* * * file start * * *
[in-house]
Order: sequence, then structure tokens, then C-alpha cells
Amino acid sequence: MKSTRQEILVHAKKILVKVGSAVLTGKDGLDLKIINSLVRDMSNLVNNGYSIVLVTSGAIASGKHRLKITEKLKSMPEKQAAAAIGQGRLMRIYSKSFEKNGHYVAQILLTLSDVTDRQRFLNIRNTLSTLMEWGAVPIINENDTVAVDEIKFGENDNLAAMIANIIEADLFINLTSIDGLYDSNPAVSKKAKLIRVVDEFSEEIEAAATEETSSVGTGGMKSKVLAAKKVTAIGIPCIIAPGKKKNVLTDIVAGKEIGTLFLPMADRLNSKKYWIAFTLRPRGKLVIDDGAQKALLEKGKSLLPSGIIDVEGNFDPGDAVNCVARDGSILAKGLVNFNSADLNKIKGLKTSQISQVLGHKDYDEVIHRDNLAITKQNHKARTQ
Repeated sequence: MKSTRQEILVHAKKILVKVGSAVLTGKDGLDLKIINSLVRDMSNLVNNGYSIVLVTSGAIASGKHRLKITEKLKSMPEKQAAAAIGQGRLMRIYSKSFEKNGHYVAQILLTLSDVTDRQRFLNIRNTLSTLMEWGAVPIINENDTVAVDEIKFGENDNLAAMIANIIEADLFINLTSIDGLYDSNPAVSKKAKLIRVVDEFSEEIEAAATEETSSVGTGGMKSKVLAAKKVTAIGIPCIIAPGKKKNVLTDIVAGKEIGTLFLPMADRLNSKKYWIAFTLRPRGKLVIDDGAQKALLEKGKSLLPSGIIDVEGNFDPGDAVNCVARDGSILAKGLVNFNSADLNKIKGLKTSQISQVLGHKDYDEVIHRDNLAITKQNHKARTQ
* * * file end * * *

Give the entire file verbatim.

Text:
[in-house]
Order: sequence, then structure tokens, then C-alpha cells
Amino acid sequence: MKSTRQEILVHAKKILVKVGSAVLTGKDGLDLKIINSLVRDMSNLVNNGYSIVLVTSGAIASGKHRLKITEKLKSMPEKQAAAAIGQGRLMRIYSKSFEKNGHYVAQILLTLSDVTDRQRFLNIRNTLSTLMEWGAVPIINENDTVAVDEIKFGENDNLAAMIANIIEADLFINLTSIDGLYDSNPAVSKKAKLIRVVDEFSEEIEAAATEETSSVGTGGMKSKVLAAKKVTAIGIPCIIAPGKKKNVLTDIVAGKEIGTLFLPMADRLNSKKYWIAFTLRPRGKLVIDDGAQKALLEKGKSLLPSGIIDVEGNFDPGDAVNCVARDGSILAKGLVNFNSADLNKIKGLKTSQISQVLGHKDYDEVIHRDNLAITKQNHKARTQ
Repeated sequence: MKSTRQEILVHAKKILVKVGSAVLTGKDGLDLKIINSLVRDMSNLVNNGYSIVLVTSGAIASGKHRLKITEKLKSMPEKQAAAAIGQGRLMRIYSKSFEKNGHYVAQILLTLSDVTDRQRFLNIRNTLSTLMEWGAVPIINENDTVAVDEIKFGENDNLAAMIANIIEADLFINLTSIDGLYDSNPAVSKKAKLIRVVDEFSEEIEAAATEETSSVGTGGMKSKVLAAKKVTAIGIPCIIAPGKKKNVLTDIVAGKEIGTLFLPMADRLNSKKYWIAFTLRPRGKLVIDDGAQKALLEKGKSLLPSGIIDVEGNFDPGDAVNCVARDGSILAKGLVNFNSADLNKIKGLKTSQISQVLGHKDYDEVIHRDNLAITKQNHKARTQ